You are deliberately refusing to acknowledge that this tax only kicks in when profits exceed 25% of costs.

Cost cutting that does not reduce prices, does not increase wages and does not improve product quality but only increases profits beyond a very high level the company is already making does no good for anyone other than enriching an already very rich corporation with more cash in the bank and/or higher distributions. It has no societal benefit.

In your example the cost of a switch from coal to solar would be a deduction from profits and thus would mean that the tax would not kick in.

If the switch saved money, no company deliberately spends more money than it has to. Companies can always use more money for tax deductible purposes like higher quality, higher wages, more distribution, more R&D etc.

Companies will always act to save money if reasonably possible because they have legitimate uses for it. In your example if Google could save money by going from coal to solar of course they would do it in order to have more money to spend on things that benefit their employees and consumers.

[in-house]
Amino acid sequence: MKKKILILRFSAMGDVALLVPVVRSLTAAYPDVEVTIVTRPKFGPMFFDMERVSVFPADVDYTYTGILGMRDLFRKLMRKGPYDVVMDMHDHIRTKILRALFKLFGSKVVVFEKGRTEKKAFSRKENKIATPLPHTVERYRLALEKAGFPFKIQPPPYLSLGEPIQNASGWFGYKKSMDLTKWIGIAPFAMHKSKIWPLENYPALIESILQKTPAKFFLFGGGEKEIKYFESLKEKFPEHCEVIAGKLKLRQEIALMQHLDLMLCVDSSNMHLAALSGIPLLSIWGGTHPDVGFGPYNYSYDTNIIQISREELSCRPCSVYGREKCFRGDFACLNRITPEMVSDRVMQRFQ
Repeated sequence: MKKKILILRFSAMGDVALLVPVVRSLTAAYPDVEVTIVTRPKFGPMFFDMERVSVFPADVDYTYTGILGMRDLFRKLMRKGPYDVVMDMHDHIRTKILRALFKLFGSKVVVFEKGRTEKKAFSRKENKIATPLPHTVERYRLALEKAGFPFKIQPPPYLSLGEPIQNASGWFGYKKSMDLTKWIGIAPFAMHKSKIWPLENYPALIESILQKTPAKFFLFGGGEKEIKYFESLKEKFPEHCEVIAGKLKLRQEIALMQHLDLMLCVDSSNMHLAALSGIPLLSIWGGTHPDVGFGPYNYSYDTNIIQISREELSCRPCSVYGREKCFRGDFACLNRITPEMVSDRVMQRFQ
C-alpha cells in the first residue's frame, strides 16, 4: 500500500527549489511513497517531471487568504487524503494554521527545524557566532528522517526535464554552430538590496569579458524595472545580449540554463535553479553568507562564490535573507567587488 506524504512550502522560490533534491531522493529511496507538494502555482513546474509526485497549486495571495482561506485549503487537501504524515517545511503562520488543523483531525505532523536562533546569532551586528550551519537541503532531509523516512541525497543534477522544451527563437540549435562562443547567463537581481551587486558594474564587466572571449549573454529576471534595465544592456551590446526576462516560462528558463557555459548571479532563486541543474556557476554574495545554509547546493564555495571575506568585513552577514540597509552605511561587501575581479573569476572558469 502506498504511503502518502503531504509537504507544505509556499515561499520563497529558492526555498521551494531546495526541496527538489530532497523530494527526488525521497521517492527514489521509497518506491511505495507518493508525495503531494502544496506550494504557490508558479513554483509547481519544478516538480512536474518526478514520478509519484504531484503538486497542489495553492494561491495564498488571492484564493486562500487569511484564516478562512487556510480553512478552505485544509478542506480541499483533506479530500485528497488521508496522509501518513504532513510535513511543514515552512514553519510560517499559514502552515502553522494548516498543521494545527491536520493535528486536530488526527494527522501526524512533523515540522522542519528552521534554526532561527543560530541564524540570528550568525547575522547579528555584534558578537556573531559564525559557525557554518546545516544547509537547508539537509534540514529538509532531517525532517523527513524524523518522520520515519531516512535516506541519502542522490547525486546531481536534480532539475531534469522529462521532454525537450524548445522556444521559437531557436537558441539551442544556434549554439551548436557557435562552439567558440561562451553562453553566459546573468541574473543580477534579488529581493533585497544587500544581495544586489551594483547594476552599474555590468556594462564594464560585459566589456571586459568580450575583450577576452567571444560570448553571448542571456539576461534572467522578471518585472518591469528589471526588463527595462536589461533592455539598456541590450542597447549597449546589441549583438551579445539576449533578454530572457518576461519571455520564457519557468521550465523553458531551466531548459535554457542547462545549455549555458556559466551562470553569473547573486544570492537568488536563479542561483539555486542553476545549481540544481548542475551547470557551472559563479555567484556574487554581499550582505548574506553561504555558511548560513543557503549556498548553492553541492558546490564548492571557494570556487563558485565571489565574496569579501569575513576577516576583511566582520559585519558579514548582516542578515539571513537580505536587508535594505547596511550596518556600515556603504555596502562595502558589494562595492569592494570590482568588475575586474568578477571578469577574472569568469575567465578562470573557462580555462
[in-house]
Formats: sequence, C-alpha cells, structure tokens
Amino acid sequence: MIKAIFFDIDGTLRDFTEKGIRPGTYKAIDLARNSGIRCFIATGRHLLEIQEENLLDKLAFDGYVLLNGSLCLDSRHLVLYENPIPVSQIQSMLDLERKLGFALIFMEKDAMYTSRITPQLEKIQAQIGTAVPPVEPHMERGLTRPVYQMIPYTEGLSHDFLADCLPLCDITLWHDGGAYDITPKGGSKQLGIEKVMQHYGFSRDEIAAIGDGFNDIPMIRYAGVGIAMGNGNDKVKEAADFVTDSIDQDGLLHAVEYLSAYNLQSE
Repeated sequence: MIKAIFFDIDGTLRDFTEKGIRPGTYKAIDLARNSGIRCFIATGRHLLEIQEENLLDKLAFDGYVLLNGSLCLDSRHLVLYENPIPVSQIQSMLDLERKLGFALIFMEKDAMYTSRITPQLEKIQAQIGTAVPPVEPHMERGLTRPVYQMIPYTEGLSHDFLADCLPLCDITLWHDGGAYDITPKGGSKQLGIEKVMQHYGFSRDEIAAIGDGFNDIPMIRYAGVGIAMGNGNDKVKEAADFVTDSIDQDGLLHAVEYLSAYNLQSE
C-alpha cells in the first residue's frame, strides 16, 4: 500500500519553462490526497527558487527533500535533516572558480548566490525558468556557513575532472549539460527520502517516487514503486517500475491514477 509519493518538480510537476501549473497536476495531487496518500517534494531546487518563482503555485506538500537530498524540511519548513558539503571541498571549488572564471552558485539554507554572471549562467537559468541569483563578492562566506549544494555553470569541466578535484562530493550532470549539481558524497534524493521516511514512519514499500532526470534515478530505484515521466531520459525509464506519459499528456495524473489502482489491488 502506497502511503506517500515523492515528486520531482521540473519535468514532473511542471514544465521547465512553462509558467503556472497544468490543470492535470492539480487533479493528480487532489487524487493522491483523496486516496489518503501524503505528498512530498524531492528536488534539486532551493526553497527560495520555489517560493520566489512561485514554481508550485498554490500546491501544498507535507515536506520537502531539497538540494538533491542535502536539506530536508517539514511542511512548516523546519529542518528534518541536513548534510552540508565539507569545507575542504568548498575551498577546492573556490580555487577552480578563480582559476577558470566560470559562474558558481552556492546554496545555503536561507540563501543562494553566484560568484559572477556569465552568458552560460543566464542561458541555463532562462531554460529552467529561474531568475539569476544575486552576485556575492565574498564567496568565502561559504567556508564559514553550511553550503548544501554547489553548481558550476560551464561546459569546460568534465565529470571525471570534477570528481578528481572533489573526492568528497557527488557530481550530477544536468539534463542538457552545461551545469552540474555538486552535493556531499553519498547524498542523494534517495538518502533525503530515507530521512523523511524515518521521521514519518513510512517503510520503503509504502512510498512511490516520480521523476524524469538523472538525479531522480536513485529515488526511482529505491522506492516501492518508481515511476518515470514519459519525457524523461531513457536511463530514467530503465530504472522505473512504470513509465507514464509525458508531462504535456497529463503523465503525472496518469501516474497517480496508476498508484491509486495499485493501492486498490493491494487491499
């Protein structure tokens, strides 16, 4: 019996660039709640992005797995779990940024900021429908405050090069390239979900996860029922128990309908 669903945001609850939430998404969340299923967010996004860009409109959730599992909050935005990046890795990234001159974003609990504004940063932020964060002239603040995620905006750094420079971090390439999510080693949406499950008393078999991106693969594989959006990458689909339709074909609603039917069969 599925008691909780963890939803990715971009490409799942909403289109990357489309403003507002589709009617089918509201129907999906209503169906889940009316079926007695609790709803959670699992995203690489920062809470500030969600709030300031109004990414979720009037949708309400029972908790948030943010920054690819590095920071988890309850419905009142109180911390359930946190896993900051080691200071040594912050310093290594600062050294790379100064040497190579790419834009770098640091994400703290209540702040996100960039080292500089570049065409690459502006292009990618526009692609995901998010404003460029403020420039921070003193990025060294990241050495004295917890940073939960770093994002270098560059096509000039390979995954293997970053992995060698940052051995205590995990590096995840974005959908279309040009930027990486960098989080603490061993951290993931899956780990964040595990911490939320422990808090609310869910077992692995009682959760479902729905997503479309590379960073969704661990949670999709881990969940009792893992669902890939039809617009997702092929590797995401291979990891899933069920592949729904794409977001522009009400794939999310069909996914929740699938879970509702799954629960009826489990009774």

The problem is when companies are so driven for additional profits for execs and shareholders that they lower quality and raise prices to get them. Then you get gov’t regulation.

Graduate of Stanford University & U.C. Berkeley Law School. Author of 17 novels and over 200 Medium columns on Economics, Politics, Law, Humor & Satire.

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